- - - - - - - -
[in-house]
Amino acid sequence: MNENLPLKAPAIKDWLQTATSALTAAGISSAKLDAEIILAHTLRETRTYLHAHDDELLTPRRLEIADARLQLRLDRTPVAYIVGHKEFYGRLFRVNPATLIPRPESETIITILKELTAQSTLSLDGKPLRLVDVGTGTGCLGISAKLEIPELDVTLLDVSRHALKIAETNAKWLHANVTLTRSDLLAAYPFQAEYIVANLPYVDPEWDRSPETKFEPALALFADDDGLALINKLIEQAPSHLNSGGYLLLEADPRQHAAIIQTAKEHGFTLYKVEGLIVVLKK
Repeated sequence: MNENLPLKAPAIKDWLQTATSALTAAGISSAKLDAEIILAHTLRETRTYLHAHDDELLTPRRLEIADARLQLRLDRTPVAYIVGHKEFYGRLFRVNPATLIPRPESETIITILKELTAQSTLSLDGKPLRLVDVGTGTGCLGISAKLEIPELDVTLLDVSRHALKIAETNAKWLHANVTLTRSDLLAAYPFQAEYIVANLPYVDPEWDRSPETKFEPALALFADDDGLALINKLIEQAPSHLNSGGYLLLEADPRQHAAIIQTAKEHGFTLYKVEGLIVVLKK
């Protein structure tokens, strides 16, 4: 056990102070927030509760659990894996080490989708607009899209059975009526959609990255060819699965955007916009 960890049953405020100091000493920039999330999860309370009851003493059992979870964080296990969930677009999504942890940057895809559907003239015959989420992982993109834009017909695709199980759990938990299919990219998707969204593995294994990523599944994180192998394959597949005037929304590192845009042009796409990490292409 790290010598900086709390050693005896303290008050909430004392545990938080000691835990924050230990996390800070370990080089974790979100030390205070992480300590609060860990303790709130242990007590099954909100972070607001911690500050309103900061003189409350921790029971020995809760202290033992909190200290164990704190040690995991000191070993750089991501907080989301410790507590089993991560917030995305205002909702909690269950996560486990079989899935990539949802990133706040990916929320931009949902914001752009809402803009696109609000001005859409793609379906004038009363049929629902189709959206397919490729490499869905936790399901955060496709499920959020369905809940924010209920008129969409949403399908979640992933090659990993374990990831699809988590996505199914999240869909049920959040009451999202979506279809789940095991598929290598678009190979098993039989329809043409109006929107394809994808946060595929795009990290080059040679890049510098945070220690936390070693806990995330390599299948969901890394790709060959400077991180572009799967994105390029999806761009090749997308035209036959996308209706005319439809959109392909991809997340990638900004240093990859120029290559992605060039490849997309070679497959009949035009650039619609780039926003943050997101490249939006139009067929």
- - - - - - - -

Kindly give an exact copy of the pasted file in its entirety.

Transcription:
[in-house]
Amino acid sequence: MNENLPLKAPAIKDWLQTATSALTAAGISSAKLDAEIILAHTLRETRTYLHAHDDELLTPRRLEIADARLQLRLDRTPVAYIVGHKEFYGRLFRVNPATLIPRPESETIITILKELTAQSTLSLDGKPLRLVDVGTGTGCLGISAKLEIPELDVTLLDVSRHALKIAETNAKWLHANVTLTRSDLLAAYPFQAEYIVANLPYVDPEWDRSPETKFEPALALFADDDGLALINKLIEQAPSHLNSGGYLLLEADPRQHAAIIQTAKEHGFTLYKVEGLIVVLKK
Repeated sequence: MNENLPLKAPAIKDWLQTATSALTAAGISSAKLDAEIILAHTLRETRTYLHAHDDELLTPRRLEIADARLQLRLDRTPVAYIVGHKEFYGRLFRVNPATLIPRPESETIITILKELTAQSTLSLDGKPLRLVDVGTGTGCLGISAKLEIPELDVTLLDVSRHALKIAETNAKWLHANVTLTRSDLLAAYPFQAEYIVANLPYVDPEWDRSPETKFEPALALFADDDGLALINKLIEQAPSHLNSGGYLLLEADPRQHAAIIQTAKEHGFTLYKVEGLIVVLKK
């Protein structure tokens, strides 16, 4: 056990102070927030509760659990894996080490989708607009899209059975009526959609990255060819699965955007916009 960890049953405020100091000493920039999330999860309370009851003493059992979870964080296990969930677009999504942890940057895809559907003239015959989420992982993109834009017909695709199980759990938990299919990219998707969204593995294994990523599944994180192998394959597949005037929304590192845009042009796409990490292409 790290010598900086709390050693005896303290008050909430004392545990938080000691835990924050230990996390800070370990080089974790979100030390205070992480300590609060860990303790709130242990007590099954909100972070607001911690500050309103900061003189409350921790029971020995809760202290033992909190200290164990704190040690995991000191070993750089991501907080989301410790507590089993991560917030995305205002909702909690269950996560486990079989899935990539949802990133706040990916929320931009949902914001752009809402803009696109609000001005859409793609379906004038009363049929629902189709959206397919490729490499869905936790399901955060496709499920959020369905809940924010209920008129969409949403399908979640992933090659990993374990990831699809988590996505199914999240869909049920959040009451999202979506279809789940095991598929290598678009190979098993039989329809043409109006929107394809994808946060595929795009990290080059040679890049510098945070220690936390070693806990995330390599299948969901890394790709060959400077991180572009799967994105390029999806761009090749997308035209036959996308209706005319439809959109392909991809997340990638900004240093990859120029290559992605060039490849997309070679497959009949035009650039619609780039926003943050997101490249939006139009067929």